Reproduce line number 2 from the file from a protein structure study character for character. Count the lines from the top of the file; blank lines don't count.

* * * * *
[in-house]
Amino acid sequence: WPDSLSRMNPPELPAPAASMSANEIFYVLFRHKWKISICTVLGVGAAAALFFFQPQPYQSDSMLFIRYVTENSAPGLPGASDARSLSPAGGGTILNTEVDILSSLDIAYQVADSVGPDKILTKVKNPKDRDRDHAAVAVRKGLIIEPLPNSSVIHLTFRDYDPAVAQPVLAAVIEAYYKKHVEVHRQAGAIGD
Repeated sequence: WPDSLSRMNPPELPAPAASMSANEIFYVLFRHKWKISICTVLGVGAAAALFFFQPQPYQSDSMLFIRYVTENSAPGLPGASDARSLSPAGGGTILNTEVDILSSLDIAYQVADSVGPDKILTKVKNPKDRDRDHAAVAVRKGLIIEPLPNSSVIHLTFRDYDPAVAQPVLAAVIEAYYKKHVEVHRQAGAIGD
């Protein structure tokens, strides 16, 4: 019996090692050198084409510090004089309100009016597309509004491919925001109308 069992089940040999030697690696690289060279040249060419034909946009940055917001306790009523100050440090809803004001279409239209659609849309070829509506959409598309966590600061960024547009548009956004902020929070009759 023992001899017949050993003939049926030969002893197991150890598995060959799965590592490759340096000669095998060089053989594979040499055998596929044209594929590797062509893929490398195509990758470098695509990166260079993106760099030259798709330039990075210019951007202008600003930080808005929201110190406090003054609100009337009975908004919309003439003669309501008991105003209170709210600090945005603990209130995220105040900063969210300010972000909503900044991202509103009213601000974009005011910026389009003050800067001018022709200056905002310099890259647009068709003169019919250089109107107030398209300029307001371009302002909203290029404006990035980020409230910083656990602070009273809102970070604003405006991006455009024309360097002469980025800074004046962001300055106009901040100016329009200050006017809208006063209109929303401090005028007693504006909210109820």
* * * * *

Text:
Amino acid sequence: WPDSLSRMNPPELPAPAASMSANEIFYVLFRHKWKISICTVLGVGAAAALFFFQPQPYQSDSMLFIRYVTENSAPGLPGASDARSLSPAGGGTILNTEVDILSSLDIAYQVADSVGPDKILTKVKNPKDRDRDHAAVAVRKGLIIEPLPNSSVIHLTFRDYDPAVAQPVLAAVIEAYYKKHVEVHRQAGAIGD